Simone spent the night in front of a mirror practising the two words she had barely used previously.
‘When I was younger, I thought every kid was adopted,’ she says. ‘I didn’t understand why people made it such a big deal. To me it’s just normal.’
As for Simone’s biological mother, Shanon, 44, admits she was furious at the time, accusing her father of ‘flipping a switch’ on her as soon as she signed the adoption papers to cut her off from her children.
Aware she was still using drugs, he told her not to visit or even call them as they got used to their new family.
‘It took me six years before I saw my children again,’ she says. ‘It was hard to give up my kids, but I had to do what I had to. I wasn’t able to care for them.
‘I didn’t understand it at the time, but years later, I understood why. I had to deal with me first.’
Shanon, who has two more young children now, is still smarting over her father’s actions, this time over what she sees as his insensitivity in publicly revealing the scale of her addiction problems.
She insists she has been ‘clean’ since 2007, accuses Ron of ‘throwing her under a bus’ and says he could have been ‘more classy about’ airing the family’s dirty laundry.
Inevitably, her eventual reunion with Simone was as delicate as performing a double back flip on a gym beam.
While Shanon claims she ‘loves’ her daughter and ‘can always pick up the phone and call her’, they speak only on birthdays and at Christmas.
They have met a couple of times, at Nellie’s instigation, but Simone has made it clear she sees her family as the people who brought her up.
‘I wonder what my life would be like if none of this happened,’ she said in June. ‘I want to know why my mother did what she did.
‘But those aren’t questions for me because that was her lifestyle when I wasn’t even born.’
Such self-containment and confidence serves her well in the gymnasium where experts say she shows no nerves.
In fact, giggly Simone so relishes performing in front of large audiences that she regularly winks cheekily at cameras in the middle of complicated manoeuvres.
Her adoptive parents remember her as a happy child, always smiling but hyperactive, leaping off the furniture to Nellie’s horror.
They first noticed her athleticism in their garden. She desperately wanted to join older step-brother Adam and his friends on a trampoline, but — remembering she had been banned from one at her foster home because of insurance issues — she was too worried to ask.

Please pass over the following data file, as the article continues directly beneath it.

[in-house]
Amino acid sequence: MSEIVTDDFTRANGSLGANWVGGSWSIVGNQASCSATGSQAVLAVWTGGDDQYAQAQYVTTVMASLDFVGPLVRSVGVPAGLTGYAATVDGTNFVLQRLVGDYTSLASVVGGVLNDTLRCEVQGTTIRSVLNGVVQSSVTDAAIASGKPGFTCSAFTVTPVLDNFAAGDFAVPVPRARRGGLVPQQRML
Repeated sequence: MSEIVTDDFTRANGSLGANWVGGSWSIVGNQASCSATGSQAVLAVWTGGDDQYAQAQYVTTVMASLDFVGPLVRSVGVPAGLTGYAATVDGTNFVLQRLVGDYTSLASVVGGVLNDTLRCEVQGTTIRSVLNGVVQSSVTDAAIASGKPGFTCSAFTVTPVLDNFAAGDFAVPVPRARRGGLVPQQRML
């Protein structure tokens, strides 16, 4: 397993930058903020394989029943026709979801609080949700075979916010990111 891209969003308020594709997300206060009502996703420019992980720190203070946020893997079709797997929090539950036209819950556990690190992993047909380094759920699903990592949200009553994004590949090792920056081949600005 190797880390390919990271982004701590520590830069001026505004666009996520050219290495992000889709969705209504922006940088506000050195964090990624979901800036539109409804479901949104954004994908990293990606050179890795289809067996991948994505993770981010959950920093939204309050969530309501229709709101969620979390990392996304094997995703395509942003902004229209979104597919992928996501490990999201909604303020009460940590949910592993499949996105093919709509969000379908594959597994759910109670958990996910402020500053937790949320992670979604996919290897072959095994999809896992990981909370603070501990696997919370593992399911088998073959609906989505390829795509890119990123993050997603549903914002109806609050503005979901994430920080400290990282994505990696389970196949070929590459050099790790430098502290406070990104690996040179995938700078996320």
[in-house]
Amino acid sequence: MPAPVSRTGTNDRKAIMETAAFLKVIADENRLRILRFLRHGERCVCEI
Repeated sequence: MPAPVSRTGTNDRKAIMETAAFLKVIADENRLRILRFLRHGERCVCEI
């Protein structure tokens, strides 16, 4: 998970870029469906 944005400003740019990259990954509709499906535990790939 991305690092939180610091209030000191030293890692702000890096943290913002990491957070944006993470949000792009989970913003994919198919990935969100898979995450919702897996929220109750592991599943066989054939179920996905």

Eventually, Simone, then five, got up the courage to ask and instantly fell in love with it.
Adam recalls her immediately trying to copy his somersault and getting a bloody nose.
The second time she tried, it was almost perfect. ‘That’s the thing about Simone — she rarely makes the same mistake twice,’ he said.
She got her first taste of proper gymnastics the following year on a nursery field trip.
Watching the older girls for a few minutes, she was able to copy their cartwheels and somersaults across the gym mats.
The coaches were so impressed they gave her a note for her parents, asking if they would consider signing her up with them.
She was training with a coach by the age of eight and sister, Adria, took up the sport too.
By 13, Simone was so devoted to gymnastics that she persuaded her parents to have her home-schooled, so she could increase training to 32 hours a week.
Her parents, whose wealth increased after Mrs Biles set up a chain of nursing homes, gave up holidays to travel with Simone to competitions.
As an investment, they built a gym near their home where their daughters train.
Simone, says Mrs Biles proudly, has never missed a day’s training, even when injured or exhausted.
They have, however, tried to keep her feet on the ground as superstardom beckons.
Simone still lives at home, goes to church with them most Sundays (the family are Roman Catholics), does chores and feeds the family’s four pet Alsatians.
Although Mrs Biles admits Simone’s stubbornness can drive her to distraction, the pair have become inseparable. Simone says her mother’s soothing pep talks solved her early confidence problems.
‘I used to be so hard on myself and she’s like, “You know what, just go out there and be the best Simone that you can be. You don’t have to compete against anybody. It’s just you and yourself out there.” ’
Wise words. Experts say Simone is so far ahead of competitors she has only herself to compete against.